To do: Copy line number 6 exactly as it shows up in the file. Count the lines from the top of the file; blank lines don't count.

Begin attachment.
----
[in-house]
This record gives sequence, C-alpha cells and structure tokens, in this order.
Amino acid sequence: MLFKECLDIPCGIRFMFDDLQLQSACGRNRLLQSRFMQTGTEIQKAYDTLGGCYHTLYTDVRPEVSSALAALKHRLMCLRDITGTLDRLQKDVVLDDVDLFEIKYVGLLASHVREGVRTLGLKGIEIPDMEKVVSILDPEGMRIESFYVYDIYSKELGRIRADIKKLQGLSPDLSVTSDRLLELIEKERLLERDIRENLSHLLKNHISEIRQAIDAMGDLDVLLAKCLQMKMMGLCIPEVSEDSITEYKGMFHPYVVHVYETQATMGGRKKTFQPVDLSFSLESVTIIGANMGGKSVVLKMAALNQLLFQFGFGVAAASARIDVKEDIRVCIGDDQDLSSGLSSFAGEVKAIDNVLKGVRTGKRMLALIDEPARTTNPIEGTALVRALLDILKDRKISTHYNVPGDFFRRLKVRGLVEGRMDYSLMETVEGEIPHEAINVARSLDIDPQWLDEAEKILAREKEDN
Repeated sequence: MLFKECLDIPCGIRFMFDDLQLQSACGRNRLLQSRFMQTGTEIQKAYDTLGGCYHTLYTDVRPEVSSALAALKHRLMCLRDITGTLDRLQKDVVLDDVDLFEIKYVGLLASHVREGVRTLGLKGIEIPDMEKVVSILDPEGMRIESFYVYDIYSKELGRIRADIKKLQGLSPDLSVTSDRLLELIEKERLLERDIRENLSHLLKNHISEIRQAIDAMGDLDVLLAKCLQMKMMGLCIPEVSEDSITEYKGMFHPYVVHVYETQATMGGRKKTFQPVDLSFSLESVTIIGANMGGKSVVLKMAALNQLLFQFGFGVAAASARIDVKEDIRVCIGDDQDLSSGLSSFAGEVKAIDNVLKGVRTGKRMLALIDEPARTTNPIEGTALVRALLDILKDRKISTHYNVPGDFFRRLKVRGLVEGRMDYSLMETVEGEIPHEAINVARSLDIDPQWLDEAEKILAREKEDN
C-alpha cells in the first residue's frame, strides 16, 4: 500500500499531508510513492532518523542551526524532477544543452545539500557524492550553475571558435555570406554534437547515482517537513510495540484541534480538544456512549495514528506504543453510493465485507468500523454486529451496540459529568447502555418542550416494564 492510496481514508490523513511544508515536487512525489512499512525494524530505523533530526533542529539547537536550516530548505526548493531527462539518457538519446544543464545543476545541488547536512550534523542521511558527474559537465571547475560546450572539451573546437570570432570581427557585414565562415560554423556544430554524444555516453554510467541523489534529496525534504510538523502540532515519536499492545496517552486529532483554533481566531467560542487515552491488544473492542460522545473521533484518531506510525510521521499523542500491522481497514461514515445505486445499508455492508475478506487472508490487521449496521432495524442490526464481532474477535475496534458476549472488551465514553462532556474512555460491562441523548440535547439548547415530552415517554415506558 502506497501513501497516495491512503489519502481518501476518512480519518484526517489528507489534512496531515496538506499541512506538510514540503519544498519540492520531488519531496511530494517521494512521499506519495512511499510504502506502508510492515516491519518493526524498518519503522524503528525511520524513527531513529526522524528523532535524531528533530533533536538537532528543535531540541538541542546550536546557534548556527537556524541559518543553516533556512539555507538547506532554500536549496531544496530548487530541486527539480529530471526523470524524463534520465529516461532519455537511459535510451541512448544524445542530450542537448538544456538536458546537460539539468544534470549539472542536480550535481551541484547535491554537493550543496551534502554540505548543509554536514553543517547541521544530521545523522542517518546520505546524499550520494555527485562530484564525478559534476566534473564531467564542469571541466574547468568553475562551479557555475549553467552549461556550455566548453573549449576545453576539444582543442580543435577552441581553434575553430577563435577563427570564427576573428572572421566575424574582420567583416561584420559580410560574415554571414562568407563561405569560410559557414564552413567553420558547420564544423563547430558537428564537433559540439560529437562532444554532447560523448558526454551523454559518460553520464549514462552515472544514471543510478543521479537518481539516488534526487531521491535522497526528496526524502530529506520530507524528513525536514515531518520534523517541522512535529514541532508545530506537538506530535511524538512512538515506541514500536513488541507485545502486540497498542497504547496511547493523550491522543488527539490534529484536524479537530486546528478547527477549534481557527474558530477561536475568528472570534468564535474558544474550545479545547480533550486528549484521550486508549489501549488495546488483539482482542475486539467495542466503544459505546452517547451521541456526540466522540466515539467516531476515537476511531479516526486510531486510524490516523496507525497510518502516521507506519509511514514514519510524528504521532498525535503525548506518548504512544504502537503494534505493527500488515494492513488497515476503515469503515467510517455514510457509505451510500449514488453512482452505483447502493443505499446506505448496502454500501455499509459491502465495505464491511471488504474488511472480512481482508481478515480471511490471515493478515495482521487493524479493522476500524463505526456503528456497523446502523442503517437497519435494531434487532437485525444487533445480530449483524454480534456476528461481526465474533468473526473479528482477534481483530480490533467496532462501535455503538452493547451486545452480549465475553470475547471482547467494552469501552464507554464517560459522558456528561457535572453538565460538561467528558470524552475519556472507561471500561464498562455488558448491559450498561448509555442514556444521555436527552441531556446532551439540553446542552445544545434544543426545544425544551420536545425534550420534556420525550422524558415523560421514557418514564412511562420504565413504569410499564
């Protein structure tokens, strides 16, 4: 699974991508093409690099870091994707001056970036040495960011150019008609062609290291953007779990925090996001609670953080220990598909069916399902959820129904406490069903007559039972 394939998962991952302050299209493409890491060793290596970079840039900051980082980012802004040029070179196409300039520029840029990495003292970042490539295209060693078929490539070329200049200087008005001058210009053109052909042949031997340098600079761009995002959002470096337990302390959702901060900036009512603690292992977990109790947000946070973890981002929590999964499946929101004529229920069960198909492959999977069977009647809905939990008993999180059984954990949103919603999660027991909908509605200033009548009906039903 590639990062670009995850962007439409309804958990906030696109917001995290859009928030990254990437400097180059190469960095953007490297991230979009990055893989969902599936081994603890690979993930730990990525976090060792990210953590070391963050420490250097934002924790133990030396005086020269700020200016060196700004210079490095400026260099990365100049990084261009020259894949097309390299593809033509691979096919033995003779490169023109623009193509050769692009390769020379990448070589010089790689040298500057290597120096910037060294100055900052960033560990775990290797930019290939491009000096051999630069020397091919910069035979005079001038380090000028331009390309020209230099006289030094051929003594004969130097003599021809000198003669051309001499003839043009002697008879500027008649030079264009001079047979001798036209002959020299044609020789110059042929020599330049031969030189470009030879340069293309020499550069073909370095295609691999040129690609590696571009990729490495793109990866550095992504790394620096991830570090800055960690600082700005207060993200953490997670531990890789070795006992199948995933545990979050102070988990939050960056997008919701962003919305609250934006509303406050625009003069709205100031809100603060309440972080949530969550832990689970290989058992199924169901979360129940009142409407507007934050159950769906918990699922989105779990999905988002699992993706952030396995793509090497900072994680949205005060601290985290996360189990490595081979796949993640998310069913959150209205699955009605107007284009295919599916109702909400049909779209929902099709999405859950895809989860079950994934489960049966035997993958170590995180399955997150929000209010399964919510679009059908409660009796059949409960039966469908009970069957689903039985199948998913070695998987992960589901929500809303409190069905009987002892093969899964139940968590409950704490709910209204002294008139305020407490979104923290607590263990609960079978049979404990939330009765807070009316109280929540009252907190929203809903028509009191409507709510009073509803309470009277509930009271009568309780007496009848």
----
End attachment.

């Protein structure tokens, strides 16, 4: 699974991508093409690099870091994707001056970036040495960011150019008609062609290291953007779990925090996001609670953080220990598909069916399902959820129904406490069903007559039972 394939998962991952302050299209493409890491060793290596970079840039900051980082980012802004040029070179196409300039520029840029990495003292970042490539295209060693078929490539070329200049200087008005001058210009053109052909042949031997340098600079761009995002959002470096337990302390959702901060900036009512603690292992977990109790947000946070973890981002929590999964499946929101004529229920069960198909492959999977069977009647809905939990008993999180059984954990949103919603999660027991909908509605200033009548009906039903 590639990062670009995850962007439409309804958990906030696109917001995290859009928030990254990437400097180059190469960095953007490297991230979009990055893989969902599936081994603890690979993930730990990525976090060792990210953590070391963050420490250097934002924790133990030396005086020269700020200016060196700004210079490095400026260099990365100049990084261009020259894949097309390299593809033509691979096919033995003779490169023109623009193509050769692009390769020379990448070589010089790689040298500057290597120096910037060294100055900052960033560990775990290797930019290939491009000096051999630069020397091919910069035979005079001038380090000028331009390309020209230099006289030094051929003594004969130097003599021809000198003669051309001499003839043009002697008879500027008649030079264009001079047979001798036209002959020299044609020789110059042929020599330049031969030189470009030879340069293309020499550069073909370095295609691999040129690609590696571009990729490495793109990866550095992504790394620096991830570090800055960690600082700005207060993200953490997670531990890789070795006992199948995933545990979050102070988990939050960056997008919701962003919305609250934006509303406050625009003069709205100031809100603060309440972080949530969550832990689970290989058992199924169901979360129940009142409407507007934050159950769906918990699922989105779990999905988002699992993706952030396995793509090497900072994680949205005060601290985290996360189990490595081979796949993640998310069913959150209205699955009605107007284009295919599916109702909400049909779209929902099709999405859950895809989860079950994934489960049966035997993958170590995180399955997150929000209010399964919510679009059908409660009796059949409960039966469908009970069957689903039985199948998913070695998987992960589901929500809303409190069905009987002892093969899964139940968590409950704490709910209204002294008139305020407490979104923290607590263990609960079978049979404990939330009765807070009316109280929540009252907190929203809903028509009191409507709510009073509803309470009277509930009271009568309780007496009848």